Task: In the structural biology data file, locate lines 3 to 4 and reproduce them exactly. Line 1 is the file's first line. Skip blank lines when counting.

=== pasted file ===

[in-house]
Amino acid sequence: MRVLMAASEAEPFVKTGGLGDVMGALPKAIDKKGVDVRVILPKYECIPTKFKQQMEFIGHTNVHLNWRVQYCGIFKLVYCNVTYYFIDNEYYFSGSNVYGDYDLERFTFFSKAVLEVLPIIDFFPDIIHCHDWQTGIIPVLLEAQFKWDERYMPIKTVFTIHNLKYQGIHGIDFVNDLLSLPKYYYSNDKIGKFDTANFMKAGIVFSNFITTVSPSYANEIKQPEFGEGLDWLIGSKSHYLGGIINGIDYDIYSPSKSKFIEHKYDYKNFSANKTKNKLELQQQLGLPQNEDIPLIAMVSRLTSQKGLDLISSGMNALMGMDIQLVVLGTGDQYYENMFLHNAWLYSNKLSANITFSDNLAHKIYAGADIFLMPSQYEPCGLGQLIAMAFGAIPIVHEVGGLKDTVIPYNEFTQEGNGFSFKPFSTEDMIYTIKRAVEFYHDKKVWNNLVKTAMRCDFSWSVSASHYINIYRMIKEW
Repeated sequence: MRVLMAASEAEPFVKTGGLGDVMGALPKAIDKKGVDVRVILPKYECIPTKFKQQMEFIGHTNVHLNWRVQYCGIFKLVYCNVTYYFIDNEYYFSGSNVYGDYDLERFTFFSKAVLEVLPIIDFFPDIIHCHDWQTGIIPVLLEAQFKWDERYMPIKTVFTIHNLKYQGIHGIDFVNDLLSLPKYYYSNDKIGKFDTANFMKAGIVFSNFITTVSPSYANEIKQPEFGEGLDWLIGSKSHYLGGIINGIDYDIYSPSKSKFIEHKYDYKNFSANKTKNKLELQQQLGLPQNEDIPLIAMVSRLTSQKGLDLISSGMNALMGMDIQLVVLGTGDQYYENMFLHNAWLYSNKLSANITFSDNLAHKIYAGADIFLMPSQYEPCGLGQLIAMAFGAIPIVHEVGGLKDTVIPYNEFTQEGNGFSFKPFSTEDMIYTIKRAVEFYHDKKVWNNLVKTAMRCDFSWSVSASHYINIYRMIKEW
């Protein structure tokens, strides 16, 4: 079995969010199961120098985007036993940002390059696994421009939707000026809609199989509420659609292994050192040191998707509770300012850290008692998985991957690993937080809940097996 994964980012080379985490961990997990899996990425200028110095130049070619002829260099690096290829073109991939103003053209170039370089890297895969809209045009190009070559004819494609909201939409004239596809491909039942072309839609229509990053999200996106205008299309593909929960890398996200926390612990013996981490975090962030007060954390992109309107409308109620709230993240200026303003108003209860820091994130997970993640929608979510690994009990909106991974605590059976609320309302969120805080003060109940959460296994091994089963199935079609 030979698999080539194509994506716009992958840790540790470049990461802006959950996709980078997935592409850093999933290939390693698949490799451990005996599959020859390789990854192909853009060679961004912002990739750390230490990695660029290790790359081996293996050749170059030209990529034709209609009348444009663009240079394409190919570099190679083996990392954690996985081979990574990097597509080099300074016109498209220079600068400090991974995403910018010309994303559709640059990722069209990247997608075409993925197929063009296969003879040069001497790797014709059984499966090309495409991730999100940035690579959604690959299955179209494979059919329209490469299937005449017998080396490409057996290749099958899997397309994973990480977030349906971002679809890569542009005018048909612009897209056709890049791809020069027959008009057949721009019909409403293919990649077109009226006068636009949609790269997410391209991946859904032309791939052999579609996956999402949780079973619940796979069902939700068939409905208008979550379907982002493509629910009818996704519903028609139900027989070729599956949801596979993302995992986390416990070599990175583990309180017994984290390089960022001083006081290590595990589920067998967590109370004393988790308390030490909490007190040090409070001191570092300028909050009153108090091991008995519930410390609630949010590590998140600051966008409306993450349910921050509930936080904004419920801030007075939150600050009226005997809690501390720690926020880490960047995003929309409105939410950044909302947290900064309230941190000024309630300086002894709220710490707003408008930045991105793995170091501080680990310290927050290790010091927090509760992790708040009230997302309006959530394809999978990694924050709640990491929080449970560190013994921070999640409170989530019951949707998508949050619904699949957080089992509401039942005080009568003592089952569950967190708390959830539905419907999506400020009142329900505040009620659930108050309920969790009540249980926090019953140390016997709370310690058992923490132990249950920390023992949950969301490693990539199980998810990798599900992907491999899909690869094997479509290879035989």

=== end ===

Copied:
Repeated sequence: MRVLMAASEAEPFVKTGGLGDVMGALPKAIDKKGVDVRVILPKYECIPTKFKQQMEFIGHTNVHLNWRVQYCGIFKLVYCNVTYYFIDNEYYFSGSNVYGDYDLERFTFFSKAVLEVLPIIDFFPDIIHCHDWQTGIIPVLLEAQFKWDERYMPIKTVFTIHNLKYQGIHGIDFVNDLLSLPKYYYSNDKIGKFDTANFMKAGIVFSNFITTVSPSYANEIKQPEFGEGLDWLIGSKSHYLGGIINGIDYDIYSPSKSKFIEHKYDYKNFSANKTKNKLELQQQLGLPQNEDIPLIAMVSRLTSQKGLDLISSGMNALMGMDIQLVVLGTGDQYYENMFLHNAWLYSNKLSANITFSDNLAHKIYAGADIFLMPSQYEPCGLGQLIAMAFGAIPIVHEVGGLKDTVIPYNEFTQEGNGFSFKPFSTEDMIYTIKRAVEFYHDKKVWNNLVKTAMRCDFSWSVSASHYINIYRMIKEW
């Protein structure tokens, strides 16, 4: 079995969010199961120098985007036993940002390059696994421009939707000026809609199989509420659609292994050192040191998707509770300012850290008692998985991957690993937080809940097996 994964980012080379985490961990997990899996990425200028110095130049070619002829260099690096290829073109991939103003053209170039370089890297895969809209045009190009070559004819494609909201939409004239596809491909039942072309839609229509990053999200996106205008299309593909929960890398996200926390612990013996981490975090962030007060954390992109309107409308109620709230993240200026303003108003209860820091994130997970993640929608979510690994009990909106991974605590059976609320309302969120805080003060109940959460296994091994089963199935079609 030979698999080539194509994506716009992958840790540790470049990461802006959950996709980078997935592409850093999933290939390693698949490799451990005996599959020859390789990854192909853009060679961004912002990739750390230490990695660029290790790359081996293996050749170059030209990529034709209609009348444009663009240079394409190919570099190679083996990392954690996985081979990574990097597509080099300074016109498209220079600068400090991974995403910018010309994303559709640059990722069209990247997608075409993925197929063009296969003879040069001497790797014709059984499966090309495409991730999100940035690579959604690959299955179209494979059919329209490469299937005449017998080396490409057996290749099958899997397309994973990480977030349906971002679809890569542009005018048909612009897209056709890049791809020069027959008009057949721009019909409403293919990649077109009226006068636009949609790269997410391209991946859904032309791939052999579609996956999402949780079973619940796979069902939700068939409905208008979550379907982002493509629910009818996704519903028609139900027989070729599956949801596979993302995992986390416990070599990175583990309180017994984290390089960022001083006081290590595990589920067998967590109370004393988790308390030490909490007190040090409070001191570092300028909050009153108090091991008995519930410390609630949010590590998140600051966008409306993450349910921050509930936080904004419920801030007075939150600050009226005997809690501390720690926020880490960047995003929309409105939410950044909302947290900064309230941190000024309630300086002894709220710490707003408008930045991105793995170091501080680990310290927050290790010091927090509760992790708040009230997302309006959530394809999978990694924050709640990491929080449970560190013994921070999640409170989530019951949707998508949050619904699949957080089992509401039942005080009568003592089952569950967190708390959830539905419907999506400020009142329900505040009620659930108050309920969790009540249980926090019953140390016997709370310690058992923490132990249950920390023992949950969301490693990539199980998810990798599900992907491999899909690869094997479509290879035989």